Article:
Terrain

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Terrain

Post by SpiderPork on Mon May 23, 2011 10:25 am

Hey!
I must say I'm quite impressed with the progress you have so far, but there's one thing I want to know.
How do you generate all that awesome terrain? Noise most probably, but how do you create all those awesome mountains, valleys and things?

Thanks.

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Re: Terrain

Post by Slaihne on Mon May 23, 2011 11:13 am

I start with a smoothed noise which gives me a value between 0 and 1.

So, as my X, Z coords vary within the world the noise value is smoothly moving between 0 and 1. Then if i want something like a plateau i check if the value is, say, greater than 0.75, and i make it 0.75.

So now that noise varies smoothly between 0 and 0.75, with largish expanses of flat areas at 0.75.

I also do things like divide my noise value by 100 and add it to the overall noise and i now get a little bit of 'roughness'.

What i found helps is to write a little program that shows what you're gonna end up with as a grey scale (or colours for more complex functions). Then you can tinker round with individual things that you can then add up to get the final product.

I use functions to get the following values for each column of blocks...

A rolling value (flatish slow slopes)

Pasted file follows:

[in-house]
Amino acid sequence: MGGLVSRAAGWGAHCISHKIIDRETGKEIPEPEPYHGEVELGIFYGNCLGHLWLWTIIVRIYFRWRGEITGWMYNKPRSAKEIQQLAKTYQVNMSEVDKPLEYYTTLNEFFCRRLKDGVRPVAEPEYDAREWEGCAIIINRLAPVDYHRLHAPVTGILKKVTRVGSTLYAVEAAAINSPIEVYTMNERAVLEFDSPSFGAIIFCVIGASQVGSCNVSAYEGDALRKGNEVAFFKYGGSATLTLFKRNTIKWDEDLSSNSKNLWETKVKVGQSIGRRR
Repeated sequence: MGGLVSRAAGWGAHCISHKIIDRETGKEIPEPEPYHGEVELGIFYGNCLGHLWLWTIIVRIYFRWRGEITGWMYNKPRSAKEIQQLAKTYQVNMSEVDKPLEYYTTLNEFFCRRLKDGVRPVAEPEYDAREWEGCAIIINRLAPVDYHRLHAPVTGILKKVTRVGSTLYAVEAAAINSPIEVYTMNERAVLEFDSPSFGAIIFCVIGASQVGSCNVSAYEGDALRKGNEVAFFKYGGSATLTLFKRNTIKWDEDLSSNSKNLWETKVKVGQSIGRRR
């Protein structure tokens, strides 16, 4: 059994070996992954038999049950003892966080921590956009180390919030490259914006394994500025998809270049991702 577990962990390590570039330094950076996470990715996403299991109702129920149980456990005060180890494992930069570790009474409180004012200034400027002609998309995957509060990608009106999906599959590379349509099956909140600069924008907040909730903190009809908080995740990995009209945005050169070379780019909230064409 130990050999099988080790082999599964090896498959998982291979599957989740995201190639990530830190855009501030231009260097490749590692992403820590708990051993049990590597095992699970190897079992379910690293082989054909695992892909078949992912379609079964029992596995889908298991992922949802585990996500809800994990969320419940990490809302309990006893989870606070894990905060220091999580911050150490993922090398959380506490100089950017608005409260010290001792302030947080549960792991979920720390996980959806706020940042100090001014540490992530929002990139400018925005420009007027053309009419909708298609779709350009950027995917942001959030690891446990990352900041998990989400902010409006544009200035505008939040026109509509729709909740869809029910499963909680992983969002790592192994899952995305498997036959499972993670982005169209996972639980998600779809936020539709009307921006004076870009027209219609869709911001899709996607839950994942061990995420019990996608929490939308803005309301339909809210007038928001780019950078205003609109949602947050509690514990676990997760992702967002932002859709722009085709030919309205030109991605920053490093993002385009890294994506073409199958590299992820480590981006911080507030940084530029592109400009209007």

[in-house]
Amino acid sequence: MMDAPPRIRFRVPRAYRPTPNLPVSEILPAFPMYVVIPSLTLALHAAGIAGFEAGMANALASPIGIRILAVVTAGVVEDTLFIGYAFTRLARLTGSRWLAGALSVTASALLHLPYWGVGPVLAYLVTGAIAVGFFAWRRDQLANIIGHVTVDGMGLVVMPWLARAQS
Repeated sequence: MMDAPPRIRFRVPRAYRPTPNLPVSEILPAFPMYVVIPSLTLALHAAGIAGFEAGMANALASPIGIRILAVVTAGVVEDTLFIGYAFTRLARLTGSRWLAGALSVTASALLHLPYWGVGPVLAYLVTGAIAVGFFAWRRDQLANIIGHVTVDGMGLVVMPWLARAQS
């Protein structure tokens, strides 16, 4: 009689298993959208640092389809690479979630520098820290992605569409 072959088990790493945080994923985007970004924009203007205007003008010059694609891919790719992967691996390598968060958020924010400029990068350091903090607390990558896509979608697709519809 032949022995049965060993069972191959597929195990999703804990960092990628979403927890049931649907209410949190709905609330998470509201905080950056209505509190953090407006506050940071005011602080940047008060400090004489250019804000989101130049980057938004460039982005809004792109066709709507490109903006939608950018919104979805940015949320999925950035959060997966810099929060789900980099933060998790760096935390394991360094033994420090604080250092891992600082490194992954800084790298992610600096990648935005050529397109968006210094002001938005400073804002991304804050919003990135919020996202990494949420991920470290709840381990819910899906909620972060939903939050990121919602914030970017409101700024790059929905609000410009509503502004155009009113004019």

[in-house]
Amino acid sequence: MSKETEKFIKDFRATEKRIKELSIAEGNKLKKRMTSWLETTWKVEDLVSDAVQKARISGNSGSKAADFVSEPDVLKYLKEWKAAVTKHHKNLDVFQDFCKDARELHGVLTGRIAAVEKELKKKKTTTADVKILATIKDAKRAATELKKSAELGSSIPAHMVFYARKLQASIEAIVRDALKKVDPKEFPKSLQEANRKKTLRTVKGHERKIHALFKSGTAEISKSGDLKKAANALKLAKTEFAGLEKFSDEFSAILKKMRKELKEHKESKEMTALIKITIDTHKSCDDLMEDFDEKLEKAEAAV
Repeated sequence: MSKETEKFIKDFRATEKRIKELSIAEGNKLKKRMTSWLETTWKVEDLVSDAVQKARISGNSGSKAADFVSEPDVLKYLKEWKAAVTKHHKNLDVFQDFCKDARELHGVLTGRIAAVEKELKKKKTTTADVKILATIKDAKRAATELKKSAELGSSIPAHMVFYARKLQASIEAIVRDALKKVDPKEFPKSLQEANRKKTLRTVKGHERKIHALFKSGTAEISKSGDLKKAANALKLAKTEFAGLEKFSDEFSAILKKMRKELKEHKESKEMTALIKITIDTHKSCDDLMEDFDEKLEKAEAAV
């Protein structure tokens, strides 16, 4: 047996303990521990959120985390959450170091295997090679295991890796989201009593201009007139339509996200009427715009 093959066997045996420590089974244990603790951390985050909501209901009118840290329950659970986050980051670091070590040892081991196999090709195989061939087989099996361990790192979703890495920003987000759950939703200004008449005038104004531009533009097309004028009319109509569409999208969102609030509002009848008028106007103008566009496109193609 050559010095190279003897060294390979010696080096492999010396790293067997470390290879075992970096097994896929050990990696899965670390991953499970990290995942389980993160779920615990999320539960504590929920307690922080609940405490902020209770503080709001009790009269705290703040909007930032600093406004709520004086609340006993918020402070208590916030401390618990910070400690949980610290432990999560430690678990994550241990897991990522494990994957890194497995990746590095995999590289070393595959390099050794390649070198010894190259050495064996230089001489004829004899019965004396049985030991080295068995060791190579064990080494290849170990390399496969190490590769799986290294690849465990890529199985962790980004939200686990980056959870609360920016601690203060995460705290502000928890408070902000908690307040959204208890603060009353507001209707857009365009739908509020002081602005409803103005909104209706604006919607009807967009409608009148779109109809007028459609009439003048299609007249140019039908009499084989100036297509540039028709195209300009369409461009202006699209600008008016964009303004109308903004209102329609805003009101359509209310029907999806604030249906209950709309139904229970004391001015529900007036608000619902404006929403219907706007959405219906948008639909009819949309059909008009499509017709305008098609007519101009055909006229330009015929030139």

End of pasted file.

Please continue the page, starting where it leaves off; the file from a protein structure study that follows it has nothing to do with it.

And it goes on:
A mountain value (spikey mountains)
A 'Swing' value to switch between them (slowly)

That gives me the overall feel of the terrain.

Then, i have an earth thickness value to allow bare rock in certain areas.
A plate techtonic value to give cliffs, it's sort of like a sawtooth.
2 cave levels, one below sea floor level and one around sea level, these cut into the ground already created.
Seas and rivers are made with a couple of functions merged. These cut into the landscape again.
A shard value for the big pointy things.

I generate the block column with several layers of rock blocks, offset with the overall terrain. Then i cut into the column to gives caves / rivers etc.

If you google something like "perlin noise terrain" you will find loads of articles.

I found it's mostly a matter of thinking about it and what you want to achieve. The little program i mentioned really helps too.
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Re: Terrain

Post by S33m3 on Mon May 23, 2011 1:53 pm

I would add that you have 2 paths you can follow (or mix) to create your terrain.

First path, the 2D path :
From Slaihne description, he seems to mix 2D noises values.
Simplified by : NoiseFonction(X, Z) = Height value at this point (Or Y).

The advantage is that 2D noises are really fast to compute even at high octaves. The disavantage, is that it's difficulte to generate "3D" terrains without mixing a lot if 2D noises.

For my terrain I follow the other way : "3d" path.
My main noise fonction is a 3D noise.
Simplified : NoiseFonction(X, Z, Y) = "Density" of the rock at this 3d point.
If densitY > X then Rock else "Air".